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Enhancia’s wireless MIDI ring for musicians is now on Kickstarter

French company Enhancia’s MIDI ring, which The Verge first saw at this year’s NAMM show, has debuted for preorder on Kickstarter. Now called Neova, the ring is an accessory for musicians to wear on the index finger of their right hand. Specific movements tell the ring to trigger effects while performing, like pitch bend and vibrato.

The ring contains a total of nine sensors, and it captures movements made while performing.

These movements are then sent to a hub that’s connected to your computer via USB. It works with every major Digital Audio Workstation (DAW), and every gesture the ring recognizes can be assigned to any parameter you wish. The ring’s sensitivity to the movements is also adjustable.

Enhancia’s video above shows how it works in action, allowing musicians to add expressive effects like high or low pass filters without interrupting the flow of how they’re playing.

While there are other MIDI rings on the market, Enhancia hopes to differentiate itself by focusing on simple hand gestures. The company says it worked with over 50 musicians to choose which movements were most naturally performed while playing a keyboard. Originally, it supported three hand movements — a slight hand wobble, a slow tilt to the side, and a tilt forward.

Now, Neova has two new gestures built in: a rocking hand wave and a roll.

When the ring was demoed earlier this year, there were still some kinks to work out. It was still wired, and the accompanying software was still in development. Even with these hindrances, when I tried the ring out at NAMM, it was easy to see how it could naturally dovetail into a performance with virtually no learning curve.

Neova is now wireless, has a hub that’s also a charger for the ring and sports four assignable preset buttons on the front, and there’s a plug-in with hundreds of preset sounds, called Plume.

Enhancia’s Neova ring is now available on Kickstarter with early bird pricing of £259.95 and an estimated delivery date of March 2019.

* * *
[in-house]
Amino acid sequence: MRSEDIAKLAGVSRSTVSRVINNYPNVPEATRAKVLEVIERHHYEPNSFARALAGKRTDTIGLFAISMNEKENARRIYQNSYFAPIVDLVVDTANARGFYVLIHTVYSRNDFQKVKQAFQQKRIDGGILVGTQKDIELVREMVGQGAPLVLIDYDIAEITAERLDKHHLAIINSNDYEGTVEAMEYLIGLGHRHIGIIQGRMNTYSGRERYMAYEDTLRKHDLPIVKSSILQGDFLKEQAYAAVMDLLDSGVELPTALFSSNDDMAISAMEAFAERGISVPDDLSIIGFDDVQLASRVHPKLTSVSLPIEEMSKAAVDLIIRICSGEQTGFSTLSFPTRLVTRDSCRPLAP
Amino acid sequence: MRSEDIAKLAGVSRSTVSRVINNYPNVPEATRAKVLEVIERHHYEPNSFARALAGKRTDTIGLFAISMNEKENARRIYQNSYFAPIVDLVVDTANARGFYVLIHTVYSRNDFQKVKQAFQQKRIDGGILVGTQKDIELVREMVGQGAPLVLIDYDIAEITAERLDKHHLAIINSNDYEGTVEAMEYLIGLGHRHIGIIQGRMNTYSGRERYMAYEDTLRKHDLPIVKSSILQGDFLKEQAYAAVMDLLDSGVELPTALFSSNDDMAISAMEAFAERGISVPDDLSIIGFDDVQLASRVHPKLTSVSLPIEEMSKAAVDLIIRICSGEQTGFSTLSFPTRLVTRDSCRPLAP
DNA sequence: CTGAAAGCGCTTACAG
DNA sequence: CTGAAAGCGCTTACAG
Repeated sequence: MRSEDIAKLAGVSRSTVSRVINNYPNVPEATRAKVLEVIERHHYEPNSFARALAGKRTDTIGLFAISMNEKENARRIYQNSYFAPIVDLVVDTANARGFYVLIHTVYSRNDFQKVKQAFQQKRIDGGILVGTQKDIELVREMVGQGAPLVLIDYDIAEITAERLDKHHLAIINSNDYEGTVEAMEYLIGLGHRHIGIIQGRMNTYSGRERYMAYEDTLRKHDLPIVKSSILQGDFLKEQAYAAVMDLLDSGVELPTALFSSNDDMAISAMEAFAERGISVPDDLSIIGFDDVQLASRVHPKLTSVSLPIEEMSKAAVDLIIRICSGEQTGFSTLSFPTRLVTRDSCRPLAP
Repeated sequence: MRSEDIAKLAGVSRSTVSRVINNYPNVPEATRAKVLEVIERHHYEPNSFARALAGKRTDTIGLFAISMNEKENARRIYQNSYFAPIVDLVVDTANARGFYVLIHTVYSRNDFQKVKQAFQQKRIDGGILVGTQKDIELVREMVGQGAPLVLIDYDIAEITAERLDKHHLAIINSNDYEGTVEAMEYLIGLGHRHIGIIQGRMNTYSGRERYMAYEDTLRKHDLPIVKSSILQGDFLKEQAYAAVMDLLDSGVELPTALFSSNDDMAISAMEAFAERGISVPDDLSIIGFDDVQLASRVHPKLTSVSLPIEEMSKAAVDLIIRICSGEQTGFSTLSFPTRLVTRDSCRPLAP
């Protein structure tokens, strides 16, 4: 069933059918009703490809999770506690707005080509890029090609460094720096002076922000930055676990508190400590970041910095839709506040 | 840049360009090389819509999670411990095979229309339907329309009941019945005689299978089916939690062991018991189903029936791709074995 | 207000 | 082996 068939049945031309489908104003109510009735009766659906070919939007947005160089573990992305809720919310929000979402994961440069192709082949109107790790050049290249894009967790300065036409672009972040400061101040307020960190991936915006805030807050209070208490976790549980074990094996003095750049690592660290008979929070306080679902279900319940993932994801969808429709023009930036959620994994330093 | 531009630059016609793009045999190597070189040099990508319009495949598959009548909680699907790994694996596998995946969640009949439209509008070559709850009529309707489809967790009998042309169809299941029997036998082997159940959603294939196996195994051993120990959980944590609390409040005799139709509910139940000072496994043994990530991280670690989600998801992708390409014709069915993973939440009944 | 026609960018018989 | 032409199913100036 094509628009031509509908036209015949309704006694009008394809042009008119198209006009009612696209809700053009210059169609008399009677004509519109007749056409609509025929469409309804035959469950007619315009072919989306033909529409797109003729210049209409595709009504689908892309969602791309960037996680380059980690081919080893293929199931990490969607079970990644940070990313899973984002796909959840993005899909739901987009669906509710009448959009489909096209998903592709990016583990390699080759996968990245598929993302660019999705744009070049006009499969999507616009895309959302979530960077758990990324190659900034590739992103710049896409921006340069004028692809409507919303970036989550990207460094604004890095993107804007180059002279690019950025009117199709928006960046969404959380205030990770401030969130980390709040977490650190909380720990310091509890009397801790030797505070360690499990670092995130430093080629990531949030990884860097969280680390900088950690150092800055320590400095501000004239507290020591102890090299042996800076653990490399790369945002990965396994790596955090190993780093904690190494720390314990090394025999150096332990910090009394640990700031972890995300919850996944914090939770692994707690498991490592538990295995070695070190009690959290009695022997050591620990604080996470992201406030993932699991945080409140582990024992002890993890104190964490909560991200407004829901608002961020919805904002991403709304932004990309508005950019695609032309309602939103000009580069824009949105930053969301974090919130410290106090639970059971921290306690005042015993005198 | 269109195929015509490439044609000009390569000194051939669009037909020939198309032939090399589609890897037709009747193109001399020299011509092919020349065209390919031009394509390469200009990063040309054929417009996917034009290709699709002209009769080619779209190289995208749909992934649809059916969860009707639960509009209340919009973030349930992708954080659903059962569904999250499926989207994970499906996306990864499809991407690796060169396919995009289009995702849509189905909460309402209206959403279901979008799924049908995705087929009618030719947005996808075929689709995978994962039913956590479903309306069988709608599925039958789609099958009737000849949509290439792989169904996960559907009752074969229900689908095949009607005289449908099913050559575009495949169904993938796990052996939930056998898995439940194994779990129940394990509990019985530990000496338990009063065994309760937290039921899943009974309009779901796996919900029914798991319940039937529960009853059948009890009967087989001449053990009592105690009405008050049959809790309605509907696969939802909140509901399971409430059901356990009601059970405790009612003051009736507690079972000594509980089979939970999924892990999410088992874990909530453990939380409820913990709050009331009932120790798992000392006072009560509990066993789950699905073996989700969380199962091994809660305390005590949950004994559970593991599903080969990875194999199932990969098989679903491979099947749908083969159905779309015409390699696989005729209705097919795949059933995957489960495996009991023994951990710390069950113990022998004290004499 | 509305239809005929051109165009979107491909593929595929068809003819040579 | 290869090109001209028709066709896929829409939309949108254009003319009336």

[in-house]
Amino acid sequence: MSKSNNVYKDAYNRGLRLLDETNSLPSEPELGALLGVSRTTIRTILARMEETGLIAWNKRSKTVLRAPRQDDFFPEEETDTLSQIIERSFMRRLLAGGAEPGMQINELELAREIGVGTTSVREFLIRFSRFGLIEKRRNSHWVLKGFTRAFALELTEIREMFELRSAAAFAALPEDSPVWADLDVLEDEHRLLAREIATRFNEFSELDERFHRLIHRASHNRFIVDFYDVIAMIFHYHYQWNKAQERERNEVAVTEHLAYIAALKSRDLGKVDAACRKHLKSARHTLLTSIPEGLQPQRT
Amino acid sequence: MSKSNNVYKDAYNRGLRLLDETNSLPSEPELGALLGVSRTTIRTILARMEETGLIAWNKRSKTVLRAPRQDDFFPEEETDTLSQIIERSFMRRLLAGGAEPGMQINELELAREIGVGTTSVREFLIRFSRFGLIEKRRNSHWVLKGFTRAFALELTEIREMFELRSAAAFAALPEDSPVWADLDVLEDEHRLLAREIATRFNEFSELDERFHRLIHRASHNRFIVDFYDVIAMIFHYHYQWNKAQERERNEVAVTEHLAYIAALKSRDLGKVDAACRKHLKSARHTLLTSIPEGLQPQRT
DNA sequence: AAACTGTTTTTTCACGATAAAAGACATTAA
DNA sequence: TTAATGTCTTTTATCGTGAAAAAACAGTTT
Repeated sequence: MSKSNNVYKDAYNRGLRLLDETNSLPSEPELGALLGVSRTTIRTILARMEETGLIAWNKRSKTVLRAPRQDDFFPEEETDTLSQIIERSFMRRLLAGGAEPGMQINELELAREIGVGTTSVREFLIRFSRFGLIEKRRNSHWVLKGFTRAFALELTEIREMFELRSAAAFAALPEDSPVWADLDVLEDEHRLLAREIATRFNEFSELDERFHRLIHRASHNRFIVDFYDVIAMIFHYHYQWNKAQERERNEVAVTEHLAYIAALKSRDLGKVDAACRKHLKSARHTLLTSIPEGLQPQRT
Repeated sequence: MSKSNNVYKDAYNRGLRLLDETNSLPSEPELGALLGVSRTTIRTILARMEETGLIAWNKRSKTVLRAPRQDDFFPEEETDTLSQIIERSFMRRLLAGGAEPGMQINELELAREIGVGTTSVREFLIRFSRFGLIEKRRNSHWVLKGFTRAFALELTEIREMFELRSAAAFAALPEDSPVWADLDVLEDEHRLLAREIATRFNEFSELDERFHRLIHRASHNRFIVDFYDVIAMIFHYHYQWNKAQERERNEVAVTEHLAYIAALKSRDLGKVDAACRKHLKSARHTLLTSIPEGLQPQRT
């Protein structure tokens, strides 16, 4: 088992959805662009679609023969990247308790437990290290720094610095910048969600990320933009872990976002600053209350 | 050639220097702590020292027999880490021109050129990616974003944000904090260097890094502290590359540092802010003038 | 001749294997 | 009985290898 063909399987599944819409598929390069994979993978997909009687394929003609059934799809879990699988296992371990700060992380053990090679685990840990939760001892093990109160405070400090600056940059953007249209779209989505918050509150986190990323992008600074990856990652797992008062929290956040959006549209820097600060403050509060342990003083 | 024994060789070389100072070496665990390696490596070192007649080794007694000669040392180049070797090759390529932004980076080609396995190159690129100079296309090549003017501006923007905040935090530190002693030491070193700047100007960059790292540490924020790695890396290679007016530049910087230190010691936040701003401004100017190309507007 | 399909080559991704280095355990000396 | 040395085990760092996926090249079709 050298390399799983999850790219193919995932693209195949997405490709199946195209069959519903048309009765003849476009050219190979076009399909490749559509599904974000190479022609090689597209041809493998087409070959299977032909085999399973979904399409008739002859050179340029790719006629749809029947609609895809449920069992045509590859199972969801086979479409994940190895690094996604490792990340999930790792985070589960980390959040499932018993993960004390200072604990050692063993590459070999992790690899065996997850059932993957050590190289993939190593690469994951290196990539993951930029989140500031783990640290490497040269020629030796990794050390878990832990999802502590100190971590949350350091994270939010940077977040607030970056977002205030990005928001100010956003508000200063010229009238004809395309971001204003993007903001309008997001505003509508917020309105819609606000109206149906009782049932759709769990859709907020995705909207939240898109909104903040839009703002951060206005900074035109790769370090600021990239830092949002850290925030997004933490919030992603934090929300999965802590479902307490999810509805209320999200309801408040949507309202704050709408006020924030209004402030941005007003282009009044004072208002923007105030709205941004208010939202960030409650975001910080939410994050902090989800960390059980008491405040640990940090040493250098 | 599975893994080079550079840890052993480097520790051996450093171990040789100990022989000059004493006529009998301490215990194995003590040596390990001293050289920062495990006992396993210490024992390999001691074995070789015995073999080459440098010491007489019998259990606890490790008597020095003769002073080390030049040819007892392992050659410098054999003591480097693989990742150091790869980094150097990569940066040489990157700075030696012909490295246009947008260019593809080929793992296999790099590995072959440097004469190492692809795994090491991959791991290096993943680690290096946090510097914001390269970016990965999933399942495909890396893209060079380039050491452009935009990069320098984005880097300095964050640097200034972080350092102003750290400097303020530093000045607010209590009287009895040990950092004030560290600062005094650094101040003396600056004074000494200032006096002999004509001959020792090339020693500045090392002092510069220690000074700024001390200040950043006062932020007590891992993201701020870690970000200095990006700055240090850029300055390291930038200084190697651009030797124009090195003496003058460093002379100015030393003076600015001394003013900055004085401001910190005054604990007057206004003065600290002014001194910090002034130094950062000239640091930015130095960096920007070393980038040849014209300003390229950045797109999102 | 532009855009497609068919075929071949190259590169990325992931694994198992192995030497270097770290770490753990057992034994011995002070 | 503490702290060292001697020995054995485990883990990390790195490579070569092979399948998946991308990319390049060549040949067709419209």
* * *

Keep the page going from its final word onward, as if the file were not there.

Each package will come with the wearable sensor (which Enhancia calls a “stone”), a set of swappable ring bands in varying sizes, the hub, a USB cable, two MIDI to 3.5mm jack cables, and the Plume software.

Uber acquires dockless bike-share startup Jump

Uber bought a bike-share company. The ride-hailing company announced on Monday that it will acquire Jump, the New York City-based e-bike startup that has been working with Uber for two months on a pilot to integrate bike-sharing options into Uber’s app. Apparently that trial went well because now Jump will become a subsidiary of Uber, and the ride-hailing company will take a leap into a brand new industry, with a different set of challenges and pitfalls.

The size of the deal was not disclosed, though, as TechCrunch reported last week, Jump was weighing a £100 million offer from Uber or a new venture investment round.

The competition was fierce, but Uber ultimately won. In a blog post, CEO Dara Khosrowshahi said the acquisition will help in his mission of “bringing together multiple modes of transportation within the Uber app–so that you can choose the fastest or most affordable way to get where you’re going, whether that’s in an Uber, on a bike, on the subway, or more.” (Side question: is Uber thinking of buying the MTA?)